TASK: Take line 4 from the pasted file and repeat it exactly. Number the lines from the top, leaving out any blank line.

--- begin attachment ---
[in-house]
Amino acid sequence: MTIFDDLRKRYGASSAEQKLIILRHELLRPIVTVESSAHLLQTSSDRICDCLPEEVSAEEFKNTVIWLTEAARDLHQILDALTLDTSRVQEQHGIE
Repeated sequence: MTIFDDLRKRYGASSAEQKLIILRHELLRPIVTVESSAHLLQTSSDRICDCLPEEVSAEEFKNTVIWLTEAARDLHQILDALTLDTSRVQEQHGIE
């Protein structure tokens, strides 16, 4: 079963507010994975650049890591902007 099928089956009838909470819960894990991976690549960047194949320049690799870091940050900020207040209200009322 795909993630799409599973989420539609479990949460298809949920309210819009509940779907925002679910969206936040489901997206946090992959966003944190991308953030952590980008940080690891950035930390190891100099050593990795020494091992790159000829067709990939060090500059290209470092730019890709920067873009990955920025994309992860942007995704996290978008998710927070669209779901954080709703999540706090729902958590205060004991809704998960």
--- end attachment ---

């Protein structure tokens, strides 16, 4: 079963507010994975650049890591902007 099928089956009838909470819960894990991976690549960047194949320049690799870091940050900020207040209200009322 795909993630799409599973989420539609479990949460298809949920309210819009509940779907925002679910969206936040489901997206946090992959966003944190991308953030952590980008940080690891950035930390190891100099050593990795020494091992790159000829067709990939060090500059290209470092730019890709920067873009990955920025994309992860942007995704996290978008998710927070669209779901954080709703999540706090729902958590205060004991809704998960």